Michelson A. A. Light waves and their uses (1903)

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Wave Motion and Interference


I believe that I shall be much more likely to interest you by telling what I know, than by repeating what someone else knows.

In order to discuss intelligently these applications of light waves, it will be necessary to recall some fundamental facts about light and especially about wave motion. These facts, though doubtless familiar to most of us here, need emphasis and illustration in order that we may avoid, as far as possible, the tedious repetition against which we were warned.

Doubtless there are but few who have not watched with interest the circular waves produced by a stone cast into a still pond of water, the ever-widening circles, going farther and farther from the center of disturbance, until they are lost in the distance or break on the shore. Even if we had no knowledge of the original disturbance, its character, in a general way, might be correctly inferred from the waves. For instance, the direction and distance of the source can be determined with considerable accuracy by drawing two lines perpendicular to the front of the wave; the source would lie at their intersection. The size of the waves will give information concerning the size of the object thrown. If the waves continue to beat regularly on the shore, the disturbance is continuous and regular; and, if regular, the frequency (/. <?», the number of waves per second) determines whether the disturbance is due to the splash of oars, to the paddles of a steamer, or to the wings of an insect struggling to escape.

In a precisely similar manner, though usually without conscious reasoning about the matter on our part, the sound waves which reach the ear give information regarding the source of the sound. Such information may be classified as follows:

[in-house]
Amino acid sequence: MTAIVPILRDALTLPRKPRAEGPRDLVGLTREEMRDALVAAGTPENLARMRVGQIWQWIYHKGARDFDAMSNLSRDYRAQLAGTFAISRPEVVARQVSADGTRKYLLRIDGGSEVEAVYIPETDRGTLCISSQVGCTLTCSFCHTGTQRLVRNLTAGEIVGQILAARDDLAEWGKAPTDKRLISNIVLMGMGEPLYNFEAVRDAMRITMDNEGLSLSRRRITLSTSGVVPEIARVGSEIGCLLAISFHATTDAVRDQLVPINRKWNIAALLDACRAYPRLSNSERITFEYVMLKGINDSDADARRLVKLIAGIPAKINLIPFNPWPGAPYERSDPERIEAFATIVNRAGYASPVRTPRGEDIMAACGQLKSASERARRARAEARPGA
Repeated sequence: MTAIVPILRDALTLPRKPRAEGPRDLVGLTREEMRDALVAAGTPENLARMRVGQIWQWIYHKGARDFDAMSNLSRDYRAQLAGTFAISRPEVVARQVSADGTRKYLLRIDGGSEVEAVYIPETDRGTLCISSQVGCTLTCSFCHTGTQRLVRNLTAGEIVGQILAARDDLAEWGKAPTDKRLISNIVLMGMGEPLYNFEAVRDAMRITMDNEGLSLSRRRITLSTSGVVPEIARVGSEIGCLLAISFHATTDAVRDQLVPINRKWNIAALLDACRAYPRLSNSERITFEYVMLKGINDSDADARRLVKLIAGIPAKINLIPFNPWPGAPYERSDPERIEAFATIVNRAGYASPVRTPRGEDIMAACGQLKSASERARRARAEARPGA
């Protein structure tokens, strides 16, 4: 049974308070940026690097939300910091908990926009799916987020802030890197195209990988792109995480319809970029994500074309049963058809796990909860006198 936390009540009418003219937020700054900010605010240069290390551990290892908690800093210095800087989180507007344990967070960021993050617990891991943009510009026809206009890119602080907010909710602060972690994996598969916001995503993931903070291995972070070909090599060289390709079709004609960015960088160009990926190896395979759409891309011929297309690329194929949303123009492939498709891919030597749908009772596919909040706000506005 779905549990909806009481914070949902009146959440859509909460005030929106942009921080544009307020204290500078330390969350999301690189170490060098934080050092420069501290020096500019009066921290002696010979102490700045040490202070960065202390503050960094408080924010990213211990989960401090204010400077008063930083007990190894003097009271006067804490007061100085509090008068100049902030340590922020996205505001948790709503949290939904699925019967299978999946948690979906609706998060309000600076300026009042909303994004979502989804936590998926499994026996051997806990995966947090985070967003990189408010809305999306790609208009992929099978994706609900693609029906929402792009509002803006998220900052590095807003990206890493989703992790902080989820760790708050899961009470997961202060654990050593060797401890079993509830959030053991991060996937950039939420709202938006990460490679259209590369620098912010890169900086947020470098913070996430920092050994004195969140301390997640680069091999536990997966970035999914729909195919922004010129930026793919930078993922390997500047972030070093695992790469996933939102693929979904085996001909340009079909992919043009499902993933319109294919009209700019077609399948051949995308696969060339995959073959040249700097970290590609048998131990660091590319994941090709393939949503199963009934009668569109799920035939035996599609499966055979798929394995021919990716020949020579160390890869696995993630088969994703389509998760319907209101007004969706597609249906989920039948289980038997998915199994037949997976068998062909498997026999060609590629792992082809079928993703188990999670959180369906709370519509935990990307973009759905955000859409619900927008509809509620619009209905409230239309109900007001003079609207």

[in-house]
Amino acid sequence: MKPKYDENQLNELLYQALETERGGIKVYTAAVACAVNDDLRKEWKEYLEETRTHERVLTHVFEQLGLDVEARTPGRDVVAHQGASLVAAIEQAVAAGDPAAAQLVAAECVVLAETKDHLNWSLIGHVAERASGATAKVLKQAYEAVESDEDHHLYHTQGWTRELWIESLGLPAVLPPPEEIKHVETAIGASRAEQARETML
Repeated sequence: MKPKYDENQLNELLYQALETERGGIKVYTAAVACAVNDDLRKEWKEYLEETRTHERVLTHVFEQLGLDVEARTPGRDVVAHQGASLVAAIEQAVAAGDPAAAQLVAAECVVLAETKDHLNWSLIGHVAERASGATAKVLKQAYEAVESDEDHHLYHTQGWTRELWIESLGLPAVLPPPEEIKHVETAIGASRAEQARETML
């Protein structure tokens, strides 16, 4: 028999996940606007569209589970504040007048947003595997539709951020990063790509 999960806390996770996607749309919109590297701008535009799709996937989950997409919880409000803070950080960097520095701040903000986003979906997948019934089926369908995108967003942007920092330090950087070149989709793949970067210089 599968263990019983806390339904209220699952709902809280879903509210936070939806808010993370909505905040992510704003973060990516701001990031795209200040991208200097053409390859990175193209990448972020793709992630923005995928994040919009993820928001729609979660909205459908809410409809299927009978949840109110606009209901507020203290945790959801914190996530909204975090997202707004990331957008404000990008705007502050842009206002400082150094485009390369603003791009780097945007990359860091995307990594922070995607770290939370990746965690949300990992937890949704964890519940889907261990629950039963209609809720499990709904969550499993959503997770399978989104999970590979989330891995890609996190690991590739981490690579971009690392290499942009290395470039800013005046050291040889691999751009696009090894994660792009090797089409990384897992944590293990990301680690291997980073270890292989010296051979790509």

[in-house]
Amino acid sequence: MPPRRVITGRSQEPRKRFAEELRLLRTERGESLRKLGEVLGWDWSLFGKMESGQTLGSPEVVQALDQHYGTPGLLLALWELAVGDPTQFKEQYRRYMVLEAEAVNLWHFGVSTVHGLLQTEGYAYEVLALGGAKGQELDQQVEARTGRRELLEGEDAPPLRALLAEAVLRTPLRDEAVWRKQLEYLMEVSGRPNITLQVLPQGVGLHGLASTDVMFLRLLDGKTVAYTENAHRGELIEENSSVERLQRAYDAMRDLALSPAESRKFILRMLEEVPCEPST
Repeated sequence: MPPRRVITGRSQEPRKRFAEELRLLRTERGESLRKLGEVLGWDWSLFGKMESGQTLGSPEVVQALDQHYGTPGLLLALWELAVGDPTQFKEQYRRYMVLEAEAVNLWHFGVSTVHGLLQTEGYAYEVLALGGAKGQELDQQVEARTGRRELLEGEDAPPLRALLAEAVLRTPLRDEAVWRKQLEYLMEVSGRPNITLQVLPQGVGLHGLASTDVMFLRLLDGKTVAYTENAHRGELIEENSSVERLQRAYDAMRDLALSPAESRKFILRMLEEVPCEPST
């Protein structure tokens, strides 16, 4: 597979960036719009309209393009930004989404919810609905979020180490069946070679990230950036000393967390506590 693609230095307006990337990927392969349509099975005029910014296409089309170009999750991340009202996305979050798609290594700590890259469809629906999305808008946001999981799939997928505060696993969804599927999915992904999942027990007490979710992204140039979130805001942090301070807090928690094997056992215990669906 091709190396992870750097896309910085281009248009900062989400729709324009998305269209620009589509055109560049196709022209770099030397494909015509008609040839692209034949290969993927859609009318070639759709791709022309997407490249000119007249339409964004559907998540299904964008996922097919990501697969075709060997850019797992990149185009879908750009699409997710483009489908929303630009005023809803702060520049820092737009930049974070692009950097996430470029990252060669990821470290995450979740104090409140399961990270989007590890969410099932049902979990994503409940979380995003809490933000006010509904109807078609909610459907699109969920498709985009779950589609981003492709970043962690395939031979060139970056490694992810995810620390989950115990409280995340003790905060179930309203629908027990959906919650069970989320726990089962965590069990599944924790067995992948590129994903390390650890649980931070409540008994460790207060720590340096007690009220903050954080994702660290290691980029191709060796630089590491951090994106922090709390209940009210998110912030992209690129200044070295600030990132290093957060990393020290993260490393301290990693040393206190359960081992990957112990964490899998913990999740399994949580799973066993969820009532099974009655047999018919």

1. Direction (not precise).

2. Magnitude (loudness).


Light Waves and Their Uses

3. Frequency (pitch).

4. Form (character).

Light gives precisely the same kinds of information, and hence it is only natural to infer that light also is a wave motion. We know, in fact, that it is so; but before giving the evidence to prove it, it will be well to make a little preliminary study of the chief characteristics of wave motion.*

FIG. 1

One of the difficulties encountered in studying wave motion is the rapidity of the propagation of the waves. A fairly moderate speed is attained by the waves propagated along a spiral spring. If one end of such a spring be fastened to a wooden box on the wall of the lecture-room, while the other end is held in the hand, we can see that any motion communicated by the hand is successively transmitted to the different parts of the spring until it reaches the wall. Here it is reflected back toward the hand, but with diminished amplitude. We can also see that any kind of transverse motion, /. f\, motion at right angles to the length of the spring, whether regular or irregular, gives rise to a corresponding wave form which travels along the spring with a velocity that is the same in every case.

If the spring be very suddenly stretched or relaxed, a